November 2020


View Issue vol. 11, no. 8
ISSN 2369-6516 (Print)
ISSN 2369-6524 (Online)

Scroll down to read all poems, or select the poem title to go directly to that poem. Select the author’s name to view a short biography (if supplied) and all poems by that author.

ACWToo Young to Die

Janet BrushHarvest

Rachel CookeEons

Tim CovellBetter Days

Robert Dawson“The tropical storms”

David DuA thought of the fall season

Harry GarrisonMindlessness

Brian HardingSitting at the Border

Xiao HeOverlook

Jari-Matti HelppiThe Curly Past

Scot JamiesonUnder a Shell

Scott Lynchtalisman

Mike McFetridgeIt Should Get Easier

Justin PettipasThought

James RangeleyMarrakech Fantasy

Nathaniel S. RoundsMope

Rod StewartAutumn Chase

Mary Ellen SullivanIn Paddy’s Shed

Abigail WarrenMissing Fragment

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Too Young to Die

Poem by ACW

“Too young

(She spits the words,
shameless. Too crass
to comment, we know
best. Scrub your nails,
get dressed—
‘Yes Mummy, yes.’
Gather ‘round! Gather ‘round!
See the sleepy students
One with stripes and claws
to match, the other quietly
but see her take them out at
‘Who’s Mummy now?’
Well see, they’re very
breeds. One must look
close and see: both young,
but only one can wish)

to die”.

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Better Days

Poem by Tim Covell

We rented a car and drove out of town
To visit your friend and have a day out
And we didn’t stop at the park and ride
To make out under the stars
Because we’re mature and have a place
Like we didn’t as teenagers
Though we did not stop then either.

It rained and we argued
Not mature but we made up and made out.

Now, at least, we have a place
And a car that is not stolen.

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Missing Fragment

Poem by Abigail Warren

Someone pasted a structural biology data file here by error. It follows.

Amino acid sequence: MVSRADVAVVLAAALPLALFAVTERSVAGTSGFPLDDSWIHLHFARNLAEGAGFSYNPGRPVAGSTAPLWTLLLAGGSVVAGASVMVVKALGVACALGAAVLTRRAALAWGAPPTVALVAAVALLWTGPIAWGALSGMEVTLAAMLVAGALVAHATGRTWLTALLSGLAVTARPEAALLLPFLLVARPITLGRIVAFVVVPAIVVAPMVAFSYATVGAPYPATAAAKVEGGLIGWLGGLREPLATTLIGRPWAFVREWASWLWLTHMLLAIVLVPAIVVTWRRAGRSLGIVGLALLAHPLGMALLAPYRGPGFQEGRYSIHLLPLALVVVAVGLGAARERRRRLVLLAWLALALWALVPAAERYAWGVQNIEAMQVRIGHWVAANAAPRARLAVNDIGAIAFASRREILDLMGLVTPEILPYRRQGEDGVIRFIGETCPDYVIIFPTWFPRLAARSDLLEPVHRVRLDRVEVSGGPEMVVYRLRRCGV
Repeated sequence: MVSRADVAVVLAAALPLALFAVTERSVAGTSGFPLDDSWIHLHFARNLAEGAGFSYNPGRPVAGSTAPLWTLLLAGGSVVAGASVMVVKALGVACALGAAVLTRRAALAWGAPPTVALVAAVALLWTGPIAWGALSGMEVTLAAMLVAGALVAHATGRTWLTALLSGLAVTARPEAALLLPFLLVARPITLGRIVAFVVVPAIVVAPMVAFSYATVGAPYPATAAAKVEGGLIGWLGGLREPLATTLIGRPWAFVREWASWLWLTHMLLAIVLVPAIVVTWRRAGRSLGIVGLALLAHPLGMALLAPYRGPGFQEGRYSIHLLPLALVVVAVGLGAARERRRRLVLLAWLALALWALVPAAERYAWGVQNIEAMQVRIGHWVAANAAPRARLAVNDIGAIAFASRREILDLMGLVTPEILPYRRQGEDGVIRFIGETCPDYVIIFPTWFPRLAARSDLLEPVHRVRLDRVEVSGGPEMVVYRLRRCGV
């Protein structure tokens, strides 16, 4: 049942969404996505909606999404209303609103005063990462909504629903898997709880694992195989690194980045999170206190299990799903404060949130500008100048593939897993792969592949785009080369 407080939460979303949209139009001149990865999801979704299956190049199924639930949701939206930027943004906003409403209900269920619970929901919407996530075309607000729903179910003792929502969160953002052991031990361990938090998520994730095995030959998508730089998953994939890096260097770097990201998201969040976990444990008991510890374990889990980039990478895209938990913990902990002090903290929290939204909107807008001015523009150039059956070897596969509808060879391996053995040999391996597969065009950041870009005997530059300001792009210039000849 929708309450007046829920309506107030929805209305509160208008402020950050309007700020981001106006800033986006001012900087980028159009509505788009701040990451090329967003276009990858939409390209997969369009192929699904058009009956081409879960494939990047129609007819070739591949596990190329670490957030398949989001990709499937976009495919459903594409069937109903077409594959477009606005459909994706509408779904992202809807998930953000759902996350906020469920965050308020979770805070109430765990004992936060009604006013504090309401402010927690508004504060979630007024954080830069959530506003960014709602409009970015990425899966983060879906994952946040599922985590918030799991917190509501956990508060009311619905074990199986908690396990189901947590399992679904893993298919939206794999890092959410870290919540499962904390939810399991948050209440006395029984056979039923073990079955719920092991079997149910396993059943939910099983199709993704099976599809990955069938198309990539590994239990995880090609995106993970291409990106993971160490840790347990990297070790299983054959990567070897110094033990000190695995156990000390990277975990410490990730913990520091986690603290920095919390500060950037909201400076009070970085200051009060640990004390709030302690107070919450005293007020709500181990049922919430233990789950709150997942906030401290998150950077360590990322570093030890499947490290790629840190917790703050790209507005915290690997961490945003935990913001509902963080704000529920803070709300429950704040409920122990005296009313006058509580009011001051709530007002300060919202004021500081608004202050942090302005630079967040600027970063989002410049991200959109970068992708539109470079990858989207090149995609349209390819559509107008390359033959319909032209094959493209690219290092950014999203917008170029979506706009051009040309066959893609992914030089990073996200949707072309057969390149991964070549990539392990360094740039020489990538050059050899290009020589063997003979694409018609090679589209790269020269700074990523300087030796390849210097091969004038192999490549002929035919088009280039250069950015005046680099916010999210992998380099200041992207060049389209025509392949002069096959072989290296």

you glint under the tender caress
of the moonlight
a smooth stone
tumbled by the ocean’s
unrelenting turbulence
unfamiliar minerals catch
star-shine catch
my eye
why must you hypnotize me
this way
you’re effervescent
spinning beneath staunch streetlights
a translucence allowing you to
observe as an anthropologist
you’re just along for the ride
and I’m just here
while you’ll have me

In my little poetry club, we often choose a theme and we all write a poem. In October, it was harvest time. Most wrote about their gardens, but for me, the word harvest always sets me singing that old song, and takes me back to that high school variety show. I’ve never forgotten the feeling of that ten or fifteen minutes on stage — the happiness in singing and dancing, and the complete escape from a rather tumultuous life. 

I’d like to say this poem is about some great love I’ve had, but that’s simply not true. This poem is more about me than anyone in particular. I have a tendency to hyper fixate on people, and they become this glimmering star of a person, a totem of the happiness I could achieve, and I fill in all the gaps in their profile with wild fantasies about what could be. This process is fast and hard, and tends to die that way too. I wanted to encapsulate that feeling in words, so I did.

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Autumn Chase

Poem by Rod Stewart

Long shadows stomped
Through the storm bruised back door,
Stumbling over scattered boots
Crusted thick with October.